When you think of the Jurassic Park franchise the first word that comes to mind probably isn’t small.
This is a big franchise, with giant set-pieces, spectacular action and humungous dinosaurs wreaking havoc. That’s especially true of the trailer for “Jurassic World: Fallen Kingdom,” which had all of the above, plus an exploding volcano and the aforementioned creatures stampeding away from its spewing lava.
But taking the fifth “Jurassic Park” film into uncharted territory was always J.A. Bayona’s goal, and, surprisingly, that included him repeatedly telling co-screenwriter Colin Trevorrow that he “wanted to go smaller” with “Fallen Kingdom” “instead of going big.”
“Nowadays Hollywood blockbusters are all about going more and more and more,” Bayona recently told me over the phone. “I felt that looking back at the first ‘Jurassic Park,’ the second half of the movie becomes more claustrophobic and suspenseful.”
“I think people love to be scared by dinosaurs. So I told Colin, ‘Let’s get all the fireworks in the first half of the movie. Then once you have given the audience what they are looking for let’s go to something they don’t expect’.”
“’Let’s try to put them into a very unexpected place. And build up the suspension in such a way that you give them a sense of fear and horror that we love from the first ‘Jurassic Park’.’”
As both a sequel to “Jurassic World” and the fifth “Jurassic Park” film, though, when Bayona first began work on “Fallen Kingdom” he found it “pretty challenging” to find an angle that offered “the audience something that they didn’t’ expect.”
Eventually that arrived in the shape of the film “leaving the island behind and opening the gates to something that we have never seen before in the ‘Jurassic’ universe.”
At the same, though, Bayona is clearly beholden to the previous entries in the series, as cites Steven Spielberg as one of his movie idols and admitted that “Jurassic Park” was a huge influence on “Fallen Kingdom,” before then explaining how it uses the 1993 classic as a launch pad.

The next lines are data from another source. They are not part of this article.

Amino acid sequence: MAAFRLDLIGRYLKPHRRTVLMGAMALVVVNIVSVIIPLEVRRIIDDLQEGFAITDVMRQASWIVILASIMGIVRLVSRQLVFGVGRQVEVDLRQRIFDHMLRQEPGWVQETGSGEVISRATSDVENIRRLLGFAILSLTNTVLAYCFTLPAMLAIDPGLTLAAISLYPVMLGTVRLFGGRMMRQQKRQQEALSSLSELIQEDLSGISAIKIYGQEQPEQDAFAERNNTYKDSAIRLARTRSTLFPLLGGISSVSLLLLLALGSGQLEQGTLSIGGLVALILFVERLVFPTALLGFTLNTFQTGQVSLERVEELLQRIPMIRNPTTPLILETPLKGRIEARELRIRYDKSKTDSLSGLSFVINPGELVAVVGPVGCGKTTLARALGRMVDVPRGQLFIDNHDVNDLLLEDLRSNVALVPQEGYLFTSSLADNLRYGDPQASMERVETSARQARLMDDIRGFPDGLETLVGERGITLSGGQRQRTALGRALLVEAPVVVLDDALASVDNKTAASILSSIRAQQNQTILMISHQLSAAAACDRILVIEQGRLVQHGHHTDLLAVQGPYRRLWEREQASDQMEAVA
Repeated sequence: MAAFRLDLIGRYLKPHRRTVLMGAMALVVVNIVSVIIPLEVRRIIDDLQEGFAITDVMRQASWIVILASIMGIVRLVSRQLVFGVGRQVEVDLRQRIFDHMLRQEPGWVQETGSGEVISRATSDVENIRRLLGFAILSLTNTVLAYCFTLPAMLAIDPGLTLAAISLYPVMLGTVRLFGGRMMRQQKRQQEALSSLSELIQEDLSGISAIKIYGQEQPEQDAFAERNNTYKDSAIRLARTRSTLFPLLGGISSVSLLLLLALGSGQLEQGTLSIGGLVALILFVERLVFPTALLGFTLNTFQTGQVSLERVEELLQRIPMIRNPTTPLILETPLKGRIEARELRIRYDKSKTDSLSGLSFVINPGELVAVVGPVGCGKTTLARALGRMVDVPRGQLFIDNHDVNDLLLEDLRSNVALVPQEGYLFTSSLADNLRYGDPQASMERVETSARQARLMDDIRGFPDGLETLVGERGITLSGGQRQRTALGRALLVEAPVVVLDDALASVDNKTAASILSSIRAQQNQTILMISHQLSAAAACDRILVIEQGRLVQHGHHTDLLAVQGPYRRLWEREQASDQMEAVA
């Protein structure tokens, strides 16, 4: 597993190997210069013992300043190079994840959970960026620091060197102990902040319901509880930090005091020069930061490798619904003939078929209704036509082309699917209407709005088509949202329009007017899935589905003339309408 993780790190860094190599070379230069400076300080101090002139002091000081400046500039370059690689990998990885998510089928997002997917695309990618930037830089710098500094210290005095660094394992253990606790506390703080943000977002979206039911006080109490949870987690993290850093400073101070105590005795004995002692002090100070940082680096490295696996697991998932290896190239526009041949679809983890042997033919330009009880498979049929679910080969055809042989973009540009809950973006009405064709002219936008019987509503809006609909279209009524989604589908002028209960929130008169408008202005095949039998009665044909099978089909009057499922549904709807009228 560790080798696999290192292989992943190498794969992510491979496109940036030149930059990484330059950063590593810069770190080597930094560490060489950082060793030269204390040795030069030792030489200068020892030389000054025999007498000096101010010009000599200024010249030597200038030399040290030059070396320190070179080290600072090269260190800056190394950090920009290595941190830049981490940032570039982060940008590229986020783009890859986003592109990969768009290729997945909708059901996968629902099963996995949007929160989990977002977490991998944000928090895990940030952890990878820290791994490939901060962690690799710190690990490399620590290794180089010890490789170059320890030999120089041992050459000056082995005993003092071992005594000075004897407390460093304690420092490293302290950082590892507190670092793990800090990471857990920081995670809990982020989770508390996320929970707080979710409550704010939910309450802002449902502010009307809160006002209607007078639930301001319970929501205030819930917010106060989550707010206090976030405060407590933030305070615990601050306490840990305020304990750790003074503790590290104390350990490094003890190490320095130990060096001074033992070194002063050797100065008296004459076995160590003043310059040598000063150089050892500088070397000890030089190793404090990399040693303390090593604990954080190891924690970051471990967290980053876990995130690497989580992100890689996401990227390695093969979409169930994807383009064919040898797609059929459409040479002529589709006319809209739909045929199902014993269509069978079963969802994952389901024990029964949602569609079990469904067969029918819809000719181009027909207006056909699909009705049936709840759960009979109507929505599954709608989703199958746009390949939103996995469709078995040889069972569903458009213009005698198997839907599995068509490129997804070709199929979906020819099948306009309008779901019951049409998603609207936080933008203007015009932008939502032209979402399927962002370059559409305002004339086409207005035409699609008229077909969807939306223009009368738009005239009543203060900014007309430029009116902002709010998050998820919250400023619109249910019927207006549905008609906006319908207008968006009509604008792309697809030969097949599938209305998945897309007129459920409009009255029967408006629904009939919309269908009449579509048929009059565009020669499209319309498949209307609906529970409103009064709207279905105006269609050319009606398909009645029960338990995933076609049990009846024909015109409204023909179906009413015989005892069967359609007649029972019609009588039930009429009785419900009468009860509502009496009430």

“I was always a huge fan of Steven Spielberg movies. I always appreciated the way he was able to mix entertainment with important subject matters. And in that sense ‘Jurassic Park’ was a reference movie for me.”
“Being part of the franchise and being able to have fun designing and playing with one of his films, and at the same time talk about things that I am interested in was exciting to me.”
“Because this is a movie that talks about attempting what we don’t understand. And in that sense I think it is very smart that the movie turns the whole dinosaur dilemma into something that affects us, in a very straight forward way.”
“In that sense, I think the film takes a major step forward in what the Jurassic universe has been showing us.”
None of this subtext is gratuitous, though, as Bayona made it very clear that he always knew exactly what his job, goal and mission was with “Jurassic World: Fallen Kingdom.”
“When you work on a movie like this, which is a summer blockbuster, you really want the audience to have the best experience possible.”
“So you really want it to be a rollercoaster. Making sure that the audience is having fun, getting big scares, and even getting emotional. I have seen some of the early screenings and some of the audience gets really emotional watching the movie.”
“It is all about having fun and an enjoyable experience. Hopefully we have taken it to a place where we have never been, and that feels like the right balance between what people were looking for and what they didn’t expect.”
You can see if J.A. Bayona achieves just that with “Jurassic World: Fallen Kingdom” when it is released on Friday.